How (not) to do GDPR

I prepared a few simple recommendations for you.

1. Do not rush to break your software and business, unless you are deep into advertisement or social profiling or your IT processes imply dumping every piece of data you have on an unprotected file server. If you are doing personal data processing for a legitimate business purpose in a reasonable manner, it is safe to assume you can stand your ground under any GDPR related scrutiny.

I know a retail company that ceased CCTV recording in all their warehouses. The hell broke loose, even before the theft. The company turned completely unable to find misplaced items. Why? Because there was a guy «responsible» for GDPR compliance who had authority to handle it that way. When anyone opposed him, his answer was simple: fines are huge, risks are high and is your advice to do otherwise backed with any willingness to cover possible non-compliance issues from your own pocket? Ah, you do not have enough money anyway, so get lost.

What this guy was essentially doing is covering his own ass on INSANELY HUGE company's expense. Don't do it. GDPR is not about ruining your business (unless your business is very questionable already).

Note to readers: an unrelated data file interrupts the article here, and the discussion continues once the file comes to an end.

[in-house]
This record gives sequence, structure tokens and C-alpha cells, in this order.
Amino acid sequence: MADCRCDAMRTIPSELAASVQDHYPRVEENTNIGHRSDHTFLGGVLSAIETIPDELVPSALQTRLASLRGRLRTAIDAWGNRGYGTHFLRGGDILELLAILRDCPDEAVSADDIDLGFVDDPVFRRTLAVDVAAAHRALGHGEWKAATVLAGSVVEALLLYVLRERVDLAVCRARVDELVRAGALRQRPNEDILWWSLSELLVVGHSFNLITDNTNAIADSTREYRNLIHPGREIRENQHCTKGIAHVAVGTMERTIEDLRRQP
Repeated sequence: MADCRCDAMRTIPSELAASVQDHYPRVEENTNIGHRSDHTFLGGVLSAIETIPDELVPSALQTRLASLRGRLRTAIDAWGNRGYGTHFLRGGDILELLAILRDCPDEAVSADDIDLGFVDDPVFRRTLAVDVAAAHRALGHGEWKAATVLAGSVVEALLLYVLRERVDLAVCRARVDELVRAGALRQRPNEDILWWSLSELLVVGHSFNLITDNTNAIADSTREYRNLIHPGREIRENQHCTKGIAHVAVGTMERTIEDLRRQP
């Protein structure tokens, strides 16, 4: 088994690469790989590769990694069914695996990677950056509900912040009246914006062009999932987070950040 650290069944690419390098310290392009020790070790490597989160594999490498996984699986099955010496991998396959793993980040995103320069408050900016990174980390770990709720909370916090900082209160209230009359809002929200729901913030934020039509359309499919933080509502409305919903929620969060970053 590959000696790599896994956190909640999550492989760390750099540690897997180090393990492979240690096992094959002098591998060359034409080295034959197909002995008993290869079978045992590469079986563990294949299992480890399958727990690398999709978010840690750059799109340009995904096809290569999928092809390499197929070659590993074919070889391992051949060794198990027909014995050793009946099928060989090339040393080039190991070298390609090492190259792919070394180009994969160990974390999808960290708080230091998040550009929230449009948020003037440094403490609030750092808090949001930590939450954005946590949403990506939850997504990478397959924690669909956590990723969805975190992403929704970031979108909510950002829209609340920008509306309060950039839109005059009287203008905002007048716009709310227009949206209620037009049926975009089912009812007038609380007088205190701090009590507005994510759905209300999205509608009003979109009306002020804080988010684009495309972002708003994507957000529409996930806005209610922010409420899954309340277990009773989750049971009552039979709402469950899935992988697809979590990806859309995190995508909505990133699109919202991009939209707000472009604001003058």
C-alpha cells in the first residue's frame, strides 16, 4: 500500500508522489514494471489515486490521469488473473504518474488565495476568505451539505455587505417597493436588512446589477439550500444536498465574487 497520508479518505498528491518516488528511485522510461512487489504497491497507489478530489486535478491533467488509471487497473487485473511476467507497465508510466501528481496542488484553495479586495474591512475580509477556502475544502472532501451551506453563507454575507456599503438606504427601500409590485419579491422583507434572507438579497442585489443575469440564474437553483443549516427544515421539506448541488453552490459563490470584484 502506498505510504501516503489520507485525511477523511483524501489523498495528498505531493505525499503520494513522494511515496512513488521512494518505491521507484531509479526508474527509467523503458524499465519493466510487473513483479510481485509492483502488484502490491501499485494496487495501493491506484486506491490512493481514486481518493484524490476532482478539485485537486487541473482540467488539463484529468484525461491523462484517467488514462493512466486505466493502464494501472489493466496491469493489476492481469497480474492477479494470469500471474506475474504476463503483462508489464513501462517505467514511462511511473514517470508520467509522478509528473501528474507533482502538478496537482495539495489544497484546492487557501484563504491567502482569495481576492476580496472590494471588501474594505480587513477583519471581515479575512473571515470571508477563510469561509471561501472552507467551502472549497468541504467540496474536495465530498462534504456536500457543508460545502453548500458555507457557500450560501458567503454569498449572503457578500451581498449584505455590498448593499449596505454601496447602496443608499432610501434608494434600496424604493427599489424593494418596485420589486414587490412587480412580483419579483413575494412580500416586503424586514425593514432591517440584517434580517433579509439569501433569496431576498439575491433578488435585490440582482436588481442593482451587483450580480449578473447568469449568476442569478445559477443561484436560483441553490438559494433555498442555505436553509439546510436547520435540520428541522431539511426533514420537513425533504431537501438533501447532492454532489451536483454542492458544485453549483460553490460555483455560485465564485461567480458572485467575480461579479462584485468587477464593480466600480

2. Do not buy shit. GDPR fearmongering is a goldmine for people selling «compliance solutions». But the truth is, there is no «compliance solution» you can buy. Under this hot GDPR sauce you would only buy things you do neither need nor want to buy. Less creative «solution providers» will sell to you some firewall-antivirus-encryption stuff for twice the regular price. More creative ones will sell to you data intelligence and audit tools of the most expensive variety, that won't help you at all. GDPR is not about buying anything (unless you neglected your basics before).

3. Do not pay for any certification. Currently there is no GDPR certification, which literally means any certification you get is totally irrelevant for GDPR. The idea «there must be some checklists and papers, so it is worth to get your ISO27K or whatever until more specific requirements would be in place, because ISO27K is a default way to prove to everyone you are a good citizen» sounds appealing, but the appeal of the idea is in its deceptive psychological comfort and nothing more.

Of course it is not all that simple. Some minor organisational effort is still required — as described by countless howto's: remove everything you do not actually need (and stop gathering it «just in case»), get consent when appropriate and keep track on what you do both for yourself and for data subject.